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  1. Found this in same creek by DFW airport, Eagle Ford/Alluvium mix. So has basic shape of an ammonite but really thrown off by strange pattern, not typical wear and each side so different. Just don't know what to make of it.
  2. Greetings y'all. As many of you know I work at the Tate Geological Museum in Casper, Wyoming. As many of you don't know, we used to host a Spring Lecture Series every year for the people of Casper. This year we decided to start it up again, using the newly acquired skills of Virtual Gatherings. The theme this year is Cretaceous Dinosaurs. The talks are scheduled for the first Tuesday of March, April and May. Here is the link: https://www.caspercollege.edu/tate-geological-museum/events/lecture-series/ The Zoom link is on that Tate Museum web page. The tal
  3. steviefossils

    Mosasaur or croc?

    Hi all, I recovered this split tooth from Big Brook park in Monmouth, NJ (late cretaceous). I've checked a couple websites that give information on Big Brook, and I can't conclude either way if it is mosasaur or croc (or similar to a croc). I included close-ups to show enamel, and held it to show the shape of the tooth towards its root. Thanks, Steve
  4. Rexofspades

    Two Medicine Hadrosaur vertebra ID

    Hi! I got this Hadrosaur caudal vert from the two medicine formation. in Pondera County. I was wondering what part of the tail this bone would have come from? the seller says it is likely a proximal vertebra, but couldn't give any details on its placement. Is there any possible way you can tell what part of the tail this fossil belonged to? assuming a grown individual of the species. If exact placement isn't possible, Ill settle for general region. The centrum of the Vert is 2.7 x 2.3. x 2.2" and the process is 7.6" long in a straightline including the anterior points
  5. Kasia

    Is this really it?

    Hello, I received this yesterday as a birthday gift - it was sold as an imprint of hadrosaur skin, Cretaceous, from Hell Creek. Do you think it really is hadrosaur skin?
  6. I_gotta_rock

    Cretaceous Micro Brachiopod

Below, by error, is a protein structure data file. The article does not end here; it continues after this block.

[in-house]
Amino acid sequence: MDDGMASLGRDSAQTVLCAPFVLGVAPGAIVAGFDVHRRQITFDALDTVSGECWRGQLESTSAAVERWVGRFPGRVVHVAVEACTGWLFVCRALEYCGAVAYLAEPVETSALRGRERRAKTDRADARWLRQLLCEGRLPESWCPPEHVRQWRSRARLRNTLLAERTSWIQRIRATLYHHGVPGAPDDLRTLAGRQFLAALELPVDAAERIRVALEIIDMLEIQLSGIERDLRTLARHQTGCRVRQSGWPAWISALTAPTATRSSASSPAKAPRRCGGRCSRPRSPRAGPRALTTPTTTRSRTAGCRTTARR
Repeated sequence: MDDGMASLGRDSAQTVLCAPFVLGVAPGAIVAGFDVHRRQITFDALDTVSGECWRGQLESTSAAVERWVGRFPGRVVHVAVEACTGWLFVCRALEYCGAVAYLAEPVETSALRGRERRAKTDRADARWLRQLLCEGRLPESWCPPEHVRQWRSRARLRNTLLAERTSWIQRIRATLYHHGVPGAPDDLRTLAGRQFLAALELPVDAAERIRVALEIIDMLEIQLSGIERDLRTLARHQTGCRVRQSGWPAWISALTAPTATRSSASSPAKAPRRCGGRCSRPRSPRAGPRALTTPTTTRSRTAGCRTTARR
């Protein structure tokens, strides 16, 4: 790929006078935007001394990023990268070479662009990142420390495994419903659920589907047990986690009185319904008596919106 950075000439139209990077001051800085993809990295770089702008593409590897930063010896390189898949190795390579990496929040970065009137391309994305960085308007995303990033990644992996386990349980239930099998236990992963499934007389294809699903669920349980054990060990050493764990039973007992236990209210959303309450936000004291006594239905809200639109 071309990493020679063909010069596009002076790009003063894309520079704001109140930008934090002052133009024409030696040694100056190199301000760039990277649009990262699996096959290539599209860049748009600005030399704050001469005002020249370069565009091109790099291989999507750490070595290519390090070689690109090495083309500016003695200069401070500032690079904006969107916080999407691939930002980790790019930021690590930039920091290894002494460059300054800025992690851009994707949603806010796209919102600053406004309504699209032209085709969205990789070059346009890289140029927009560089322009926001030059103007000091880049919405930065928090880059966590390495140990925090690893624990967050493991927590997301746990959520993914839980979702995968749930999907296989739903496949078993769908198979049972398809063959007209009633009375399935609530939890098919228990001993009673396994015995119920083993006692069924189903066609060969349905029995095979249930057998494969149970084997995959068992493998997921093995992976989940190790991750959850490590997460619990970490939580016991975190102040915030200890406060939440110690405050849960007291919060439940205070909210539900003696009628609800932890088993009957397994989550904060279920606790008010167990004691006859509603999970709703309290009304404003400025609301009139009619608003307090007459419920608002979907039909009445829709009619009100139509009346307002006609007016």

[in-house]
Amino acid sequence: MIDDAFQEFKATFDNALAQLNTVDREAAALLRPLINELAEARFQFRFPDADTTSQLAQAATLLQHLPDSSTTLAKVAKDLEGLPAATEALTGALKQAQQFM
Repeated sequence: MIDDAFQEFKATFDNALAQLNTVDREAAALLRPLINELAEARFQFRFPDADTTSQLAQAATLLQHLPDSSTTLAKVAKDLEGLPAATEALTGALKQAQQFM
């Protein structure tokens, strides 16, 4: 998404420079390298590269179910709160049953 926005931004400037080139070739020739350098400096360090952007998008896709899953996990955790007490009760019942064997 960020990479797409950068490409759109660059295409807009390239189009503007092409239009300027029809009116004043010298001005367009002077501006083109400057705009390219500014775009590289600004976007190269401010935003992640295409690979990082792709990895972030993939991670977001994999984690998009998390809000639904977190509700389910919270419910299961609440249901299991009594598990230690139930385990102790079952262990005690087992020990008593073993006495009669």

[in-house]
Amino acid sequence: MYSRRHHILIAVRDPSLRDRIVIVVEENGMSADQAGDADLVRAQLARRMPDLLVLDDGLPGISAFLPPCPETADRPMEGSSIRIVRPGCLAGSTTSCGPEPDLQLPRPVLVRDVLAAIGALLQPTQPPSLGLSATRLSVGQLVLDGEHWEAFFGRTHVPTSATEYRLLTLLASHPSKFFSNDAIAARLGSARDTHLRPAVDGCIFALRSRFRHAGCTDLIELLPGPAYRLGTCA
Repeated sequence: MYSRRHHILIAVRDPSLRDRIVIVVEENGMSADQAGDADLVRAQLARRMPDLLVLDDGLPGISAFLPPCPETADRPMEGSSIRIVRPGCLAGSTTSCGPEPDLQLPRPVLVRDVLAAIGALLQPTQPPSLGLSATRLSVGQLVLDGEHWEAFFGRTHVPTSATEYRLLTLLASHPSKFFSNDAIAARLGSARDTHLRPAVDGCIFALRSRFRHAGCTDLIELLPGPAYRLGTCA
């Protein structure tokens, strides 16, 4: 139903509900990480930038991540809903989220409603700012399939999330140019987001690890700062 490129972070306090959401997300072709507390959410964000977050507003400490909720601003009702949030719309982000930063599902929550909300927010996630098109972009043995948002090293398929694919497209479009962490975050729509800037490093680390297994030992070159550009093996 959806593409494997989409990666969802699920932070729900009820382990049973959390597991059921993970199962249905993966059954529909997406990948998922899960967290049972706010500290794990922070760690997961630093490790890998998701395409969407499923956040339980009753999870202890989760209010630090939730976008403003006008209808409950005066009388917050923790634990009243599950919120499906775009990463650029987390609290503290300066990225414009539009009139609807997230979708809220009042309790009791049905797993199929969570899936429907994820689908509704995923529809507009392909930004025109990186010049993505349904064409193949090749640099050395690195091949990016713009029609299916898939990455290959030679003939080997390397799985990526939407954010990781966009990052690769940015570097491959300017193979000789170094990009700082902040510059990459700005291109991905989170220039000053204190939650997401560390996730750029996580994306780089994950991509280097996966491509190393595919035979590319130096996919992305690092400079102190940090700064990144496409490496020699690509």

This one is bugging me!!!! I know this is a brachiopod. I found it at the Reedy Point spoils along the C and D Canal in Delaware. It is 1cm in diameter. I have found two of them in the sand but none of them in the books. I have looked in Weller 1907, Wade 1926, Stephenson 1923, Richards 1958 and 64, and Lauginger 1988. I asked the folks at the repository for the Monmouth Amateur Paleontological Society. No dice. Look familiar to anyone?
  7. Hello, i have this little piece of fossil (2-3 cm) that i have no idea what it can be. Its from falaises des vaches noires in France which is Cretaceous/Jurassic area. There are mostly marine fossiles here. I was thinking fishbone fragment or plant? If anyone could help me i would really appreciate it.
  8. fossilsonwheels

    Mesaverde Formation Round 2

    I have been a little bored lately and missing micro matrix searches. It’s been awhile since I’ve gotten to enjoy hunting for tiny shark teeth. I got some more matrix from the Rollins Member of the Mesaverde Formation. My first time through that matrix produced one of my favorite finds, a 1mm Scyliorhinus tooth. This formation doesn’t provide much in the way of complete teeth but it is a fauna that was really quite diverse. The first search was with less matrix but I found enough to want to do it again. This time I have more matrix and in varying states. Some is broken down, some i
  9. Brandy Cole

    Marine Fossil? Impression Fossil?